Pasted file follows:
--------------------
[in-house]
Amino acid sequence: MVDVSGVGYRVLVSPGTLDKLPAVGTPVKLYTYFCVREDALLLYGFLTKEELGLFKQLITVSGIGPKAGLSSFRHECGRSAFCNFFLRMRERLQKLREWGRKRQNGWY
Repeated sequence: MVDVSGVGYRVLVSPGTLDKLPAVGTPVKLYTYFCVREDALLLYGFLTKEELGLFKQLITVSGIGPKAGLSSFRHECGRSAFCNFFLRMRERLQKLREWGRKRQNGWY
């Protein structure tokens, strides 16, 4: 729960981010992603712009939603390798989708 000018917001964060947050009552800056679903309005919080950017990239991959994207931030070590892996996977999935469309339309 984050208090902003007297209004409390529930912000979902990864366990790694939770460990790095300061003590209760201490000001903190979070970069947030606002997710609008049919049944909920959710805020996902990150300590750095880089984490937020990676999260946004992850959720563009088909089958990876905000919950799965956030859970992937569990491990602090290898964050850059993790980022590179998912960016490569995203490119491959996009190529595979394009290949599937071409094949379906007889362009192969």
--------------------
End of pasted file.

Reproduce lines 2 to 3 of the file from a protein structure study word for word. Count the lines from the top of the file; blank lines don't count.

Amino acid sequence: MVDVSGVGYRVLVSPGTLDKLPAVGTPVKLYTYFCVREDALLLYGFLTKEELGLFKQLITVSGIGPKAGLSSFRHECGRSAFCNFFLRMRERLQKLREWGRKRQNGWY
Repeated sequence: MVDVSGVGYRVLVSPGTLDKLPAVGTPVKLYTYFCVREDALLLYGFLTKEELGLFKQLITVSGIGPKAGLSSFRHECGRSAFCNFFLRMRERLQKLREWGRKRQNGWY